Skip to comments.Moral Mandate For Courts
Posted on 11/24/2004 8:32:50 PM PST by Ed Current
What mandate on moral issues, if any, did voters deliver to President Bush in the 2004 election? While liberal activists have attributed Bush's victory to homophobia, exit polls indicated that 35 percent of Americans favor gay marriage while another 25 percent support civil unions. Similarly, a majority of Americans favor restrictions on abortion, but not an outright ban. However, there is a consensus favoring the appointment of conservative judges who recognize that judicial restraint is itself a moral value.
A September AP-Ipsos poll revealed that 56 percent of Americans prefer the appointment of conservative judges while only 37 percent prefer liberal judges. A clear majority of Americans believe that judges should strictly interpret the law and that legislation from the democratically elected branches of government, not from the bench, should be the engine of social change.
The common thread in nearly all of the moral issues that influenced the election is that judges have pushed the legal envelope, creating new rights out of whole cloth where there is no public consensus. The most obvious is abortion. In its 1973 Roe v. Wade decision, the Supreme Court miscalculated, believing that the legalization of abortion in some states at the time presaged a public consensus in favor of abortion that has materialized in Europe, but not here.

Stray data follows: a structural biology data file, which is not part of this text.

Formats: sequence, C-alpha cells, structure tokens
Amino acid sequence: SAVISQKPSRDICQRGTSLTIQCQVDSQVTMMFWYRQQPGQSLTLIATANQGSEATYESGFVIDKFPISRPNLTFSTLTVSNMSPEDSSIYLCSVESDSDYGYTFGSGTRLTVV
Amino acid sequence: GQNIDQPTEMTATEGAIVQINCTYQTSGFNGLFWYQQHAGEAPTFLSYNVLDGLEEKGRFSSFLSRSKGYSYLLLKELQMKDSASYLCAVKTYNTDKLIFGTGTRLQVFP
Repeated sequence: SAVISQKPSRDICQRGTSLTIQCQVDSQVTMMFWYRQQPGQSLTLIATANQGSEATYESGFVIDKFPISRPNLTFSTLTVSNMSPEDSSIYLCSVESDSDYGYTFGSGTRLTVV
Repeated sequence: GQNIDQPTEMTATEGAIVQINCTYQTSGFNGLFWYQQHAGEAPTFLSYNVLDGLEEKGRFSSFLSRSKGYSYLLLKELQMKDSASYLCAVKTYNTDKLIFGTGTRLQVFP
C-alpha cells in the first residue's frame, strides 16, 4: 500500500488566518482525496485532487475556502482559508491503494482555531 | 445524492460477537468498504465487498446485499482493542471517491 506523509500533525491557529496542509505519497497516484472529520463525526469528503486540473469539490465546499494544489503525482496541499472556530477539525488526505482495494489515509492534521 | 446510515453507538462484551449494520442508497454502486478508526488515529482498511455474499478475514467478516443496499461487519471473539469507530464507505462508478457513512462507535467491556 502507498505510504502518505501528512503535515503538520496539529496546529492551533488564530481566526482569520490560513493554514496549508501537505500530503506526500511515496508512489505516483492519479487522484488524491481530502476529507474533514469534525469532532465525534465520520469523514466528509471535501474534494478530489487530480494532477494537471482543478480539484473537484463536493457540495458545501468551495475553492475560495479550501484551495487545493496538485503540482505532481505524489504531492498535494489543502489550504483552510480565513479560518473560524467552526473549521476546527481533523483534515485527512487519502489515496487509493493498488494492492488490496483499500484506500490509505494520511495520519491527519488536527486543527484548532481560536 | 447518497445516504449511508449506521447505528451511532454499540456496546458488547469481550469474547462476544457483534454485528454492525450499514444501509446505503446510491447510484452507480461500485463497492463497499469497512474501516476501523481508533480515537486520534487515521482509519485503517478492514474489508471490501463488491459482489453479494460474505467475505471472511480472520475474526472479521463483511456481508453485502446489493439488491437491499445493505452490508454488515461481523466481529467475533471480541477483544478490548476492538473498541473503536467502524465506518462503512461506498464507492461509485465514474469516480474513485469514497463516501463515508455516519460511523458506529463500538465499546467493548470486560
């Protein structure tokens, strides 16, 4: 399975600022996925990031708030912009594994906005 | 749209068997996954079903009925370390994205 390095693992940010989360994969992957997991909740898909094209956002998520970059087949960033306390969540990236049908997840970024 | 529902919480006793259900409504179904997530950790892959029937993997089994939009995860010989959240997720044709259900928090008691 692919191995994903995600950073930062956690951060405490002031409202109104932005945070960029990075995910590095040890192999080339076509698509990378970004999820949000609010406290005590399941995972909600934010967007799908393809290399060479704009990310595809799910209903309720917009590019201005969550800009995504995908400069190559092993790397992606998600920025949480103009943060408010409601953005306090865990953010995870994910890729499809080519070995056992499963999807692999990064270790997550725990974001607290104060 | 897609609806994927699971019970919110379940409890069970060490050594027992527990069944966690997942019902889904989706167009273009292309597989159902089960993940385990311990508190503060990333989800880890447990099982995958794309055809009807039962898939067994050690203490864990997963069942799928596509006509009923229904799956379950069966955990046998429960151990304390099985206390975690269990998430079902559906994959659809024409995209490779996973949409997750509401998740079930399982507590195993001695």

It is no accident that it was the Massachusetts Supreme Court decision declaring a new right to gay marriage, not the U.S. Supreme Court's Lawrence decision finding a right to sodomy, that most influenced the election. Both rulings, like Roe, rest on the tenuous foundation of a judicially created right to privacy that is unmentioned in the U.S. or Massachusetts Constitution. However, unlike in Roe, the U.S. Supreme Court in Lawrence did not misread public opinion. Even the minority of states that prohibited sodomy rarely enforced their laws.
As with abortion and gay marriage, federal courts have legislated against the public's will on the issue of religion. In 2002, a federal appeals court struck down "under God" in the Pledge of Allegiance, a tradition so overwhelmingly supported by the American people that the U.S. Senate voted 99-0 to oppose the court ruling. Federal courts have also invalidated popular public displays of the Ten Commandments, even though a frieze of the Commandments is emblazoned on the walls of the Supreme Court.
The rulings on the Pledge and Commandments are unsupported by the wording or intent of the Constitution, which was simply designed to ensure there would be no federal church and every American would be free to practice their own religion, or no religion at all. Given that the same Continental Congress that declared America's independence began with a prayer delivered by a minister, it is inconceivable that the founders intended to eradicate religion from the public square.